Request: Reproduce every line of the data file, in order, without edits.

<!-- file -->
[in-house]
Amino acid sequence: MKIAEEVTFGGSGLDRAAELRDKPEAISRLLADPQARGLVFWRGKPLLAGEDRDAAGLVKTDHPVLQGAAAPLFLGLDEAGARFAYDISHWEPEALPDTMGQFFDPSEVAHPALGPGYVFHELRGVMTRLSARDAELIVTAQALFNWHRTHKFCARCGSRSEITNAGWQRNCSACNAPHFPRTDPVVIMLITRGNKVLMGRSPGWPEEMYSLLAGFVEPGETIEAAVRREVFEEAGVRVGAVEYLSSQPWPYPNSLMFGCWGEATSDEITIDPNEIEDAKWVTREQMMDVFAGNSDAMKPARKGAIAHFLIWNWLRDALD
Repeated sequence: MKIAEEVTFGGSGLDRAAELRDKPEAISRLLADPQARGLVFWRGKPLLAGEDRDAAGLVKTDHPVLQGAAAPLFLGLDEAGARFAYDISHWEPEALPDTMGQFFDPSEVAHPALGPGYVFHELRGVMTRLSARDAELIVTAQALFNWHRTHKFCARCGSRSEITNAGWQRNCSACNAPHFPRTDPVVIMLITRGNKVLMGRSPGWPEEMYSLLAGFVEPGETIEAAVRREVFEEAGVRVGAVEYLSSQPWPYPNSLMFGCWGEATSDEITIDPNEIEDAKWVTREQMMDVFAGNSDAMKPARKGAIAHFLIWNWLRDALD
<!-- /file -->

[in-house]
Amino acid sequence: MKIAEEVTFGGSGLDRAAELRDKPEAISRLLADPQARGLVFWRGKPLLAGEDRDAAGLVKTDHPVLQGAAAPLFLGLDEAGARFAYDISHWEPEALPDTMGQFFDPSEVAHPALGPGYVFHELRGVMTRLSARDAELIVTAQALFNWHRTHKFCARCGSRSEITNAGWQRNCSACNAPHFPRTDPVVIMLITRGNKVLMGRSPGWPEEMYSLLAGFVEPGETIEAAVRREVFEEAGVRVGAVEYLSSQPWPYPNSLMFGCWGEATSDEITIDPNEIEDAKWVTREQMMDVFAGNSDAMKPARKGAIAHFLIWNWLRDALD
Repeated sequence: MKIAEEVTFGGSGLDRAAELRDKPEAISRLLADPQARGLVFWRGKPLLAGEDRDAAGLVKTDHPVLQGAAAPLFLGLDEAGARFAYDISHWEPEALPDTMGQFFDPSEVAHPALGPGYVFHELRGVMTRLSARDAELIVTAQALFNWHRTHKFCARCGSRSEITNAGWQRNCSACNAPHFPRTDPVVIMLITRGNKVLMGRSPGWPEEMYSLLAGFVEPGETIEAAVRREVFEEAGVRVGAVEYLSSQPWPYPNSLMFGCWGEATSDEITIDPNEIEDAKWVTREQMMDVFAGNSDAMKPARKGAIAHFLIWNWLRDALD